Formafantasma, Ore Streams, 2018. Photograph from Formafantasma Archive


The Living, is a New York-based studio which has also contributed greatly in their creative thinking and prototyping of new designs and architecture considering new forms of creating like bio-computing, bio-manufacturing. Their project has been able to be a very insightful multidisciplinary one which combines biology, computation and sustainability. On of The Living most iconic works was a temporary pavilion located at the MoMa PS1 who’s design obtained several international recognitions. The project consisted of two towers which were elaborated through a bio-design method with advances computer-based engineering. It was made of organic blocs of corn stalk which produced zero carbon emissions and one brought down would integrate inside the natural carbon cycle without generating waste, this was a positive precedent of the feasibility of sustainable design in the creation of art exhibitions and temporary design for events as was in this case. The group continues to stay active with a myriad of projects that can be found on their webpage.


HyFi, The Living, 2014, installation made of organic blocks. Photo by Kris Grave


Most recently, MoMA’s curator Paola Antonelli along with Alice Rawsthorn a design critique came up with Design Emergency a project designed around COVID-19 in which the role of design and its influence during this crisis and the end of it that it can play. In this platform, Paola Antonelli invites different guests, many of them designers and architects to speak about how the conception of creative design can serve a positive purpose inside the local communities and with the environment especially during these times of pandemics, in which designs and artistic creators need to contemplate all factors to play a positive influence to address our current issues. You can follow this late project on the Instagram account: @design.emergency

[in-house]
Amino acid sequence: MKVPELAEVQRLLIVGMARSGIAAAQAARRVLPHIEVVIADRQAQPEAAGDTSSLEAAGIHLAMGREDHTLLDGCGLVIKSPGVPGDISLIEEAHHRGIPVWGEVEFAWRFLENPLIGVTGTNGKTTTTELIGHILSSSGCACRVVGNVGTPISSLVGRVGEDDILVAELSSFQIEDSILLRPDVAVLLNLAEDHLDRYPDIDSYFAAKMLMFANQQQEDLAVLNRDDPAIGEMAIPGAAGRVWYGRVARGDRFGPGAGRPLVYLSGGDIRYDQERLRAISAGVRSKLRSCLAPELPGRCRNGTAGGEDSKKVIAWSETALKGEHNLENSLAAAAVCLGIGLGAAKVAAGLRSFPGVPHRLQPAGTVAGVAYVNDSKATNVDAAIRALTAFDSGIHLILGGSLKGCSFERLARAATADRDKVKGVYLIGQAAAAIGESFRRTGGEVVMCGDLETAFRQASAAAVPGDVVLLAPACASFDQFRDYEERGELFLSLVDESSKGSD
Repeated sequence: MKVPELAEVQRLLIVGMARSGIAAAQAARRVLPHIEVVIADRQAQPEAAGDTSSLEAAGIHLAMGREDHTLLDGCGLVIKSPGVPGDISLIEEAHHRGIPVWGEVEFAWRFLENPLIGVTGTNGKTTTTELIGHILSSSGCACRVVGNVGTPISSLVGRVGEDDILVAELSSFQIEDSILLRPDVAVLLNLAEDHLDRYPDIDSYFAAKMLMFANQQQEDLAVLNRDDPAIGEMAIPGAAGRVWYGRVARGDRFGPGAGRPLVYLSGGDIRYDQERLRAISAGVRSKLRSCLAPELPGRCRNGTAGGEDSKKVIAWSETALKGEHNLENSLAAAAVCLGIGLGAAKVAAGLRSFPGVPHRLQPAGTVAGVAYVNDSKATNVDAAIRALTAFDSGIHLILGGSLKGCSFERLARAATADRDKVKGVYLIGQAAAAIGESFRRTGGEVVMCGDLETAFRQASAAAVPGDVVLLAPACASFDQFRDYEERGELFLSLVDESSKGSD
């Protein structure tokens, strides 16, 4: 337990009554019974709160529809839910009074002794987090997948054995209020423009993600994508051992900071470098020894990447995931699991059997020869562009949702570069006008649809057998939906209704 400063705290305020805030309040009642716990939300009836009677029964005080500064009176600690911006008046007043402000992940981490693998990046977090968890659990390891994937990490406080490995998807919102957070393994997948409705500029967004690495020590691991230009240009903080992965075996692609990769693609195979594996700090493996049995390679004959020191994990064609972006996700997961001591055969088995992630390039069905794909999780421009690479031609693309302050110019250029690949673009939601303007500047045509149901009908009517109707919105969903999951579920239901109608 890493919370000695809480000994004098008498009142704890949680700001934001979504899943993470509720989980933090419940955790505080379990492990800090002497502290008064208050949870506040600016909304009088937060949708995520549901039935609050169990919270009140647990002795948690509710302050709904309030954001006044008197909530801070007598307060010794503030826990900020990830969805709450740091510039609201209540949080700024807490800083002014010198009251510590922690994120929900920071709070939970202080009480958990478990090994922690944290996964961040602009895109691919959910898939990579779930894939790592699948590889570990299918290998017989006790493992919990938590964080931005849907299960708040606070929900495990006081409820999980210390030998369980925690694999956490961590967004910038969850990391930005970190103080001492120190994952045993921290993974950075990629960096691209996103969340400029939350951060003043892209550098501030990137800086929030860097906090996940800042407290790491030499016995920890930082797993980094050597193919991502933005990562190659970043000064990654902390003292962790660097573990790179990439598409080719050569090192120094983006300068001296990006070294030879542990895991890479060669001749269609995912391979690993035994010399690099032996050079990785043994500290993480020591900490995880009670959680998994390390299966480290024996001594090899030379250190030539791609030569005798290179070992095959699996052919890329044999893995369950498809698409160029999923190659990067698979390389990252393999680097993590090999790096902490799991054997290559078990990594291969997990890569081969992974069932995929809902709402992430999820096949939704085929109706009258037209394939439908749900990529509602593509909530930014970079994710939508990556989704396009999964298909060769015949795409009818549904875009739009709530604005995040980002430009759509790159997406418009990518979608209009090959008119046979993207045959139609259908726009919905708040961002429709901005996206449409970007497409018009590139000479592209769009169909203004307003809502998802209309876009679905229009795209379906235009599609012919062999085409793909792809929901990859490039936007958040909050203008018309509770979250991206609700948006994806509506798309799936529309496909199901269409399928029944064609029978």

In December of 2018, across several public spaces in London, including that of the Tate Modern and the offices of Bloomberg 30 blocks of ice extracted from Greenland were placed to melt at the sight of passers-by. Olafur Eliasson, famous Danish-Icelandic artists came up with this installation as a way to raise conscience through a vivid and tangible example of the effects of global warming on the environment "It is so abstract, it's so far away Greenland, it's literally out of our body and it's in our brain and I wanted simply to change that narrative of the climate from our brain and emotionalise it into our bodies". Through the physical contact, smell and sight Eliasson explains there is closer proximity and empathy towards what is happening around them, something that simply reading in the news may not be simple enough. The artist has worked in different sustainable designs previously like a sun-powered lamp and environmentally minded stickers. These are some examples of how creators, artists, designers and architects and working towards a responsible conscious process that is sensitive to political, social, economic and environmental issues towards the creation of a sustainable world. Perhaps it is a historic moment for art in which its role will allow the shifting of the structures with the new economic models.

Cover image: Olafur Eliasson, Ice-Watch, 2018, ice blocks. Photo from DeZeen webpage.

Written by Kooness

Stay Tuned on Kooness magazine for more exciting news from the art world.

Kooness Recommends